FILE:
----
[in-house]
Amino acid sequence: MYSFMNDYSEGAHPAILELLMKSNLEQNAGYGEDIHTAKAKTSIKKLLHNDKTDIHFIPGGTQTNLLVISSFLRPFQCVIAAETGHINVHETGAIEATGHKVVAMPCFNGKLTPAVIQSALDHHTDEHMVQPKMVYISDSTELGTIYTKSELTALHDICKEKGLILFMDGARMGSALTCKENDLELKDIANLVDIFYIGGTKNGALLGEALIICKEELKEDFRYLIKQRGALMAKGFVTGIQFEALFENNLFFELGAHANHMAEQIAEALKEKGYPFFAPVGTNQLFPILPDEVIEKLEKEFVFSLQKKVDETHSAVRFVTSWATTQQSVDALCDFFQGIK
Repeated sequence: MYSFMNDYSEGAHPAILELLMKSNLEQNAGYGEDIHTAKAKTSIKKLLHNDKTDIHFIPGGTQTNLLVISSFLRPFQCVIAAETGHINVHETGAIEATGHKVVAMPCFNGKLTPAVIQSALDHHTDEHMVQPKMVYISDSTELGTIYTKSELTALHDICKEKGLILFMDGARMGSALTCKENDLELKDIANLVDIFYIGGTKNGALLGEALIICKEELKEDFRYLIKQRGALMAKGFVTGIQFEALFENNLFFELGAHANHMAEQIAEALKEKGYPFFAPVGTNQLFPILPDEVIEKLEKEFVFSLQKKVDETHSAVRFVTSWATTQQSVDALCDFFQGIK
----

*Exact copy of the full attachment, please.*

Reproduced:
[in-house]
Amino acid sequence: MYSFMNDYSEGAHPAILELLMKSNLEQNAGYGEDIHTAKAKTSIKKLLHNDKTDIHFIPGGTQTNLLVISSFLRPFQCVIAAETGHINVHETGAIEATGHKVVAMPCFNGKLTPAVIQSALDHHTDEHMVQPKMVYISDSTELGTIYTKSELTALHDICKEKGLILFMDGARMGSALTCKENDLELKDIANLVDIFYIGGTKNGALLGEALIICKEELKEDFRYLIKQRGALMAKGFVTGIQFEALFENNLFFELGAHANHMAEQIAEALKEKGYPFFAPVGTNQLFPILPDEVIEKLEKEFVFSLQKKVDETHSAVRFVTSWATTQQSVDALCDFFQGIK
Repeated sequence: MYSFMNDYSEGAHPAILELLMKSNLEQNAGYGEDIHTAKAKTSIKKLLHNDKTDIHFIPGGTQTNLLVISSFLRPFQCVIAAETGHINVHETGAIEATGHKVVAMPCFNGKLTPAVIQSALDHHTDEHMVQPKMVYISDSTELGTIYTKSELTALHDICKEKGLILFMDGARMGSALTCKENDLELKDIANLVDIFYIGGTKNGALLGEALIICKEELKEDFRYLIKQRGALMAKGFVTGIQFEALFENNLFFELGAHANHMAEQIAEALKEKGYPFFAPVGTNQLFPILPDEVIEKLEKEFVFSLQKKVDETHSAVRFVTSWATTQQSVDALCDFFQGIK